The bill will likely face some resistance from Republicans in the Senate, but passing it in the House is a victory for workers and consumers. “It’s about time our House of Representatives stood up for democracy and the little guy,” said Sally Greenberg, NCL executive director. “We thank Majority Leader Nancy Pelosi and members of the House Judiciary Committee for their leadership to move this bill and restore consumer and worker rights and hold corporate wrongdoers accountable.”

As Greenberg noted, “Forced arbitration clauses are toxic for companies and employees; they embolden companies to break the law with impunity, knowing they will never be held accountable because they cannot be sued in most democratic institution in the American democracy -our courts. Passage of the FAIR Act is an essential step to this end run around protecting the rights o average Americans.”

Forced Arbitration Injustice Repeal Act, briefly explained (Source: Vox)

The FAIR Act, introduced by Rep. Hank Johnson (D-GA) and Sen. Richard Blumenthal (D-CT), would ban businesses from forcing workers and consumers to give up rights through mandatory arbitration clauses. It would also invalidate current agreements that have already been signed, but only for disputes that come up after the law goes into effect.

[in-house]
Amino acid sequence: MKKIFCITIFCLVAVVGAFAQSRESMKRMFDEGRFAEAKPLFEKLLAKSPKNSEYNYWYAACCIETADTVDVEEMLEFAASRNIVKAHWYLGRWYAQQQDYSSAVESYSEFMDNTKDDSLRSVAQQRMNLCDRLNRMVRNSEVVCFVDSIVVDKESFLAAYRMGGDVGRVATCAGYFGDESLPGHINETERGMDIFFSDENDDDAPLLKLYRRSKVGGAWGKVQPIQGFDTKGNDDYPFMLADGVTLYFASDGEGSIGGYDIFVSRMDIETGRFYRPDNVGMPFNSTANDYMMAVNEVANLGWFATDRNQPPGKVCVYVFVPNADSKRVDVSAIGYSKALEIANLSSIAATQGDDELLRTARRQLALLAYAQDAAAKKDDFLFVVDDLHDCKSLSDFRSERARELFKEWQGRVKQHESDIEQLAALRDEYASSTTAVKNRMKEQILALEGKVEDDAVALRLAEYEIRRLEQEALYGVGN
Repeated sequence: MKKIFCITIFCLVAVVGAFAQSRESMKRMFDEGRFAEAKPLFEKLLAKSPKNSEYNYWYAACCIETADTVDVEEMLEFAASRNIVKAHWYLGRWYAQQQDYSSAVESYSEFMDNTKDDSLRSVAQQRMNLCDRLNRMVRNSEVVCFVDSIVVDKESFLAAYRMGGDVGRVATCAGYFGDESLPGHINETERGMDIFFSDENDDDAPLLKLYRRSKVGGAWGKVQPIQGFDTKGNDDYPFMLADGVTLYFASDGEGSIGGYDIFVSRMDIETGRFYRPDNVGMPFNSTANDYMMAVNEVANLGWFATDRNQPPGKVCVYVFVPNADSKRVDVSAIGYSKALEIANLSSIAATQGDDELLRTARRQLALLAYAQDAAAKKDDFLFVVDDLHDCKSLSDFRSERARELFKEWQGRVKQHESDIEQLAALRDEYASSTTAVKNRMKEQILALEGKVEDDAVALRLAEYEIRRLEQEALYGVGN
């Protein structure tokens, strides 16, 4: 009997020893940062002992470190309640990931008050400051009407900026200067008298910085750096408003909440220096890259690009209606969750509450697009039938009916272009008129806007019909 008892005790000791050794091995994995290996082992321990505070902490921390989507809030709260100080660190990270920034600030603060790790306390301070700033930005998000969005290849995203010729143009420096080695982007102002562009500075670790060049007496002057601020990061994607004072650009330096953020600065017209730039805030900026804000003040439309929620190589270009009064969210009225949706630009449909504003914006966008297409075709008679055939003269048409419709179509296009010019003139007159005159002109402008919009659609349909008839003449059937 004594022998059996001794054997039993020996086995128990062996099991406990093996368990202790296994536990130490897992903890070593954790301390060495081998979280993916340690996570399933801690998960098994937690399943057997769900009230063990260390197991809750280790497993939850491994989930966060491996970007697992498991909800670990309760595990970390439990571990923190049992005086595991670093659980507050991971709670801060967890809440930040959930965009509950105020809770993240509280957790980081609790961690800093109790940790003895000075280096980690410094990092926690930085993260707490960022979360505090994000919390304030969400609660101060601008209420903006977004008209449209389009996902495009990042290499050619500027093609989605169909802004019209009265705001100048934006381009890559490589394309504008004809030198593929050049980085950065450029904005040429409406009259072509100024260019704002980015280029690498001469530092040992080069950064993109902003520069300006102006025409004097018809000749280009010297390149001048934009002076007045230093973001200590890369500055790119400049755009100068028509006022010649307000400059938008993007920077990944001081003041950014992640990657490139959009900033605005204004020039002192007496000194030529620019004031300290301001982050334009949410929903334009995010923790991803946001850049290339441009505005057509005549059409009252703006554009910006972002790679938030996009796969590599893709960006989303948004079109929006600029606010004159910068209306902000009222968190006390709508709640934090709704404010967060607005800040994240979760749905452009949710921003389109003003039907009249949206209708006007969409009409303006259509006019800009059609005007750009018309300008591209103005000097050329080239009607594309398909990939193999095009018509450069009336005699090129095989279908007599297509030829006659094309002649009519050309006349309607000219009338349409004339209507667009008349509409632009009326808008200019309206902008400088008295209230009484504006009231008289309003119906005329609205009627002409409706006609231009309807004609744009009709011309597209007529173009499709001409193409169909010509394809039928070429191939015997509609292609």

The same bill was before the House last year, but did not get support from Republicans, who controlled the chamber at that time.  This time around, the challenge will be to get it through the Senate. But Republican senators, including Lindsey Graham (R-SC), have recently shown an interest in curbing forced arbitration.

NCL applauds the House of Representatives for this historic vote and for its support for consumer and worker rights. We urge the Senate to move with dispatch, pass the bill and send it to the President’s desk for signature and enactment.


About the National Consumers League

The National Consumers League, founded in 1899, is America’s pioneer consumer organization. Our mission is to protect and promote social and economic justice for consumers and workers in the United States and abroad. For more information, visit

Groups’ letter to Congress in support of Taxpayer Service Standards legislation

September 23, 2019

The Honorable Chuck Grassley
Committee on Finance
United States Senate
219 Dirksen Senate Office Building
Washington, D.C. 20510-6200

The Honorable Richard Neal
Ways & Means Committee
United States House of Representatives
1102 Longworth House Office Building
Washington, D.C. 20515

The Honorable Ron Wyden
Ranking Member
Committee on Finance
United States Senate
219 Dirksen Senate Office Building
Washington, D.C. 20510-6200

The Honorable Kevin Brady
Ranking Member
Ways & Means Committee
United States House of Representatives
1102 Longworth House Office Building